“I need 3 bids for my inground swimming pool.” Is that really prudent?
25 Oct “I need 3 bids for my inground swimming pool.” Is that really prudent?
Questioning the “Three-Bid Rule”
by James Robyn, Aquamagazine.com blog
This is what clients have been told to do for years by consumer advocacy groups as the best way to get what they want for the lowest price.
I recently read an article by a custom homebuilder who posited the old Three-Bid Rule should no longer apply in the home building industry. His article was so well written that it struck a chord with me; it’s been one of my pet peeves for many years. In the pool business we are frequently requested to “turn in a bid” on a project, and it is always an exercise in futility. The clients who are simply looking for three bids are working on the least amount of information and the most amount of misinformation — to their peril — and the stories of problems, surprises, dissatisfaction and disappointment are ubiquitous.
The point is probably illustrated more easily in the custom home building industry because most people are more familiar with the details and possible cost differences in home construction. For example, in requesting a quote on a new custom home, no thinking person would ask a custom builder, “Give me a bid on a 3-bedroom home with 2-1/2 baths and a 2-car garage with an automatic door opener.”
Yet I cannot tell you how many times I’ve had people ask me to give them a bid on “a 20-by-40-foot pool with a heater, a Polaris and an automatic pool cover.”
At least in the custom home building industry an architect will produce a set of plans that will define the project in a meaningful way. Dimensions, materials and many other requirements are called for, but it is what is not illustrated or specified on the plans that can constitute significant cost drivers.
The idea behind the Three-Bid Rule is that it assumes everything other than the cost of the competing builders is equal. However, not every builder assesses and calculates the scope of work, drawings, specifications and callouts in the same exact way.
Every builder and contractor, whether they are experienced or brand new, will make assumptions, do analyses and come up with estimates in a different manner. The net result is that the actual estimate for the deliverables will be different from each of the parties; the differences may be subtle, or they may be significant, but they will always be there and will have a real potential to create confusion and misunderstanding.
In the swimming pool industry, we frequently don’t even have a drawing to provide a basis from which we can come up with a meaningful estimate. When we do have drawings from landscape designers or others, the drawings rarely have sufficient detail that would allow for the client to truly do an “apples to apples” comparison. Even when drawings do have a wealth of detail, after 30-plus years in the pool business, I can always come up with lots of questions that would need to be answered in order to determine what a realistic and complete budget would be for the project.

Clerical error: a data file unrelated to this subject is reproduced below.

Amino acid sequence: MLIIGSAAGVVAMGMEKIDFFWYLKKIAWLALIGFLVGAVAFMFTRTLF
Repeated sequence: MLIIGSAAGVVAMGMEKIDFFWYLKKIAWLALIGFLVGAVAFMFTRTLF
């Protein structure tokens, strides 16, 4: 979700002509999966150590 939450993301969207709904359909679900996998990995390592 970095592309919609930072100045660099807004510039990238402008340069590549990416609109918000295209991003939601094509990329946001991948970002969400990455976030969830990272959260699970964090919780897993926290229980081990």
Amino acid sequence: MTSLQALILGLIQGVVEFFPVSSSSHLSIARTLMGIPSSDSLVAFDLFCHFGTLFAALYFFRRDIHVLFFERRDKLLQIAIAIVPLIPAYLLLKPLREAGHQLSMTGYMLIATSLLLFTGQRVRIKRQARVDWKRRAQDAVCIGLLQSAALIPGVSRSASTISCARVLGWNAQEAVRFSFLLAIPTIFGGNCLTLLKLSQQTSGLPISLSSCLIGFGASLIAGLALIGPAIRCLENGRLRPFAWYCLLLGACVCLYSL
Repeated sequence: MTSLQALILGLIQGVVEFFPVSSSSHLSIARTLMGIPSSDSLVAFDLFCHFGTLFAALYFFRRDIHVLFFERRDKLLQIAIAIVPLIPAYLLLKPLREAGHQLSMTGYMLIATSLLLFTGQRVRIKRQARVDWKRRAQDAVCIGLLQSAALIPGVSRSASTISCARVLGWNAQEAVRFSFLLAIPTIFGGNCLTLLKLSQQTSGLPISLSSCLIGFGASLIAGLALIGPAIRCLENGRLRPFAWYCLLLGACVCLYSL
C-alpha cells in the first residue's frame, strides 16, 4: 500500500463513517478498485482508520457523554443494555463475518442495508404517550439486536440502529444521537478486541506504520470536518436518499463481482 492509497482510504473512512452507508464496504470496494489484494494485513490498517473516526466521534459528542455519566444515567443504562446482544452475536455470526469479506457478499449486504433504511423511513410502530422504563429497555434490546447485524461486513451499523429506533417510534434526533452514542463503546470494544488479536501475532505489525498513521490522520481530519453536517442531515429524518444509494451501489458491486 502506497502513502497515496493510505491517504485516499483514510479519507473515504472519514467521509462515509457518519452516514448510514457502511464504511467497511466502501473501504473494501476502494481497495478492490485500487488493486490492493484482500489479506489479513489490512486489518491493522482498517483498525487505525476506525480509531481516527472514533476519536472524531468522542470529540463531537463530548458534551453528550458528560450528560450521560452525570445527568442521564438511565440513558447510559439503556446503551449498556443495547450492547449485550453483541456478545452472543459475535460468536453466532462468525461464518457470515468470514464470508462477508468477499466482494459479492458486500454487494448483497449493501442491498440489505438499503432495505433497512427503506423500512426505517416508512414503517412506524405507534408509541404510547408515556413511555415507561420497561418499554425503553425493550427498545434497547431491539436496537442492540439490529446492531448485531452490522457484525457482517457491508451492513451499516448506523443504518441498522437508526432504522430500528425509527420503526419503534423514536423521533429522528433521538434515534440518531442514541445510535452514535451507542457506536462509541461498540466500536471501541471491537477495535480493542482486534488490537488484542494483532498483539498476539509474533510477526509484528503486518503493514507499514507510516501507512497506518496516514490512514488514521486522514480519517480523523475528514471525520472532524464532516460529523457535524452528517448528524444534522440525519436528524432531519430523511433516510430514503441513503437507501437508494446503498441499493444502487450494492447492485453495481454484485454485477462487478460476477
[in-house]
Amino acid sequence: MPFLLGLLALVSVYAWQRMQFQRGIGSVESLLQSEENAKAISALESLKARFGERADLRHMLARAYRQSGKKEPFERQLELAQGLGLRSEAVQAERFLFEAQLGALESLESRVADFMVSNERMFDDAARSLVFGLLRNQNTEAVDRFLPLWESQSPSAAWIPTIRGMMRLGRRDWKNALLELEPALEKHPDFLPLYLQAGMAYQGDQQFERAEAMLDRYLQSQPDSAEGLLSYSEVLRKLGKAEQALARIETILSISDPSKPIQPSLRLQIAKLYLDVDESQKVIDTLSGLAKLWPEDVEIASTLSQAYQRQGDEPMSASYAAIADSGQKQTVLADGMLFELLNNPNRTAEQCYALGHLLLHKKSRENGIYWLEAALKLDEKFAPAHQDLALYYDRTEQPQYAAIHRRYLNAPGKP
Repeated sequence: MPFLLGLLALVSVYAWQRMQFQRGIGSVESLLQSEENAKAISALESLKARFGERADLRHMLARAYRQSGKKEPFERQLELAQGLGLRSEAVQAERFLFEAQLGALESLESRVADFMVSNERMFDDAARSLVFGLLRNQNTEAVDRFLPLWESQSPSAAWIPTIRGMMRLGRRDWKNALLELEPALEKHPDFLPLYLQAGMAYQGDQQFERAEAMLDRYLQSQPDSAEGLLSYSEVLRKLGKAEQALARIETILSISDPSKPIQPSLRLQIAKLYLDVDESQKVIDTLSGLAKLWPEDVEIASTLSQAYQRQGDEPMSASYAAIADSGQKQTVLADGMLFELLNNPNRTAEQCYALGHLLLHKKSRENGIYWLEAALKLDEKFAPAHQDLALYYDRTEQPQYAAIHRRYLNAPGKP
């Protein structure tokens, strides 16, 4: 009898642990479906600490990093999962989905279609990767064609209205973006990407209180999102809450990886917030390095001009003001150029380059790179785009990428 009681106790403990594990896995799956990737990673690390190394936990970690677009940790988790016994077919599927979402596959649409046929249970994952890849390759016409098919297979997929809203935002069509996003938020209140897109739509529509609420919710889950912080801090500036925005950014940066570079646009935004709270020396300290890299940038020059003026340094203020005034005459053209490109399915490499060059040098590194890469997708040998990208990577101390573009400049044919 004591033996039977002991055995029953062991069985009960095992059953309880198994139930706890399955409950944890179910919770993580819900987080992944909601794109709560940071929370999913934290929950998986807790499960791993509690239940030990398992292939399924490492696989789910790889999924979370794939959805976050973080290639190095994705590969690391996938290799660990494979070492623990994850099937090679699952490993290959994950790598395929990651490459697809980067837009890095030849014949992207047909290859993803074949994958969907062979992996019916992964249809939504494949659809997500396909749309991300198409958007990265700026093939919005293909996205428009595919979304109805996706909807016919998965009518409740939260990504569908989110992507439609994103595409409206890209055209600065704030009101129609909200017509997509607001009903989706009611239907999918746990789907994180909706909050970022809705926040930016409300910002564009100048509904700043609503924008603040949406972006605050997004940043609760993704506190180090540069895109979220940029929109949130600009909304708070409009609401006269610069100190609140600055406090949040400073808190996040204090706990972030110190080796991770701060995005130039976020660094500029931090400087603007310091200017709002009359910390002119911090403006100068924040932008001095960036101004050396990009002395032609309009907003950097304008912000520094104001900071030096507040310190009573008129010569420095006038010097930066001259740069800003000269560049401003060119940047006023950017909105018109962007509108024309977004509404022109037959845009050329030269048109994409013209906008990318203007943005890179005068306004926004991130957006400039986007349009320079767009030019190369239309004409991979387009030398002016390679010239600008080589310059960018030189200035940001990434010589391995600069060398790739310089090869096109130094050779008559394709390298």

Many of these questions would be decision points that need to be made by the informed client based on my knowledge of the possibilities and alternatives, and how these decisions would align with the clients’ values and vision of the project.
This lack of detail motivates the builder to make assumptions, i.e., to ignore potentially significant cost drivers in order to come up with a seemingly low bid number for the quote. This is not fair to the client, but the builder is motivated into taking this position because of the very nature of the Three-Bid Rule. (It’s also not fair to the builder because the client is not paying him for his time to produce the bid.)
“You get what you pay for,” is the old saw, and a bid proposal for which a client has paid nothing is worth exactly what the client paid for it.
Because the builder is asked to provide a free bid based on incomplete information, and because he will be selected if he has the lowest number, his motivation will be to quickly write a bid that is a verbose but minimally responsive to the specifications. It will be a bid tat assumes the least expensive options will always be acceptable and that anything not specifically addressed need not be included. This is an excellent recipe for misunderstandings, hidden agendas and cost overruns once the project starts.
A better approach that is fairer to both the client and the builder is the negotiated contract.
In this situation, the client pays the builder for his time to determine and understand what the client wants from the project. The builder subsequently reviews and comments on the drawings and specifications with the client and articulates the assumptions that could be cost drivers for the project. The builder develops a detailed, line-item budget for the project and negotiates with suppliers and trade subcontractors for the best prices commensurate with the specifications. The builder and client review the budget line items, identify any items that are vague or incomplete and intelligently decide how the project will proceed.
If the client initiates the negotiated contract with one or more builders, he will usually come to a conclusion as to with whom he feels most comfortable and trusts his builder understands his needs and the project.
The negotiated contract ensures the project has been completely thought through with the client by the professionals. It minimizes any surprises and confusion during the project execution and allows for project management that brings the mutually agreed upon project to completion, on time and on budget.
After all, that is really what the client wants.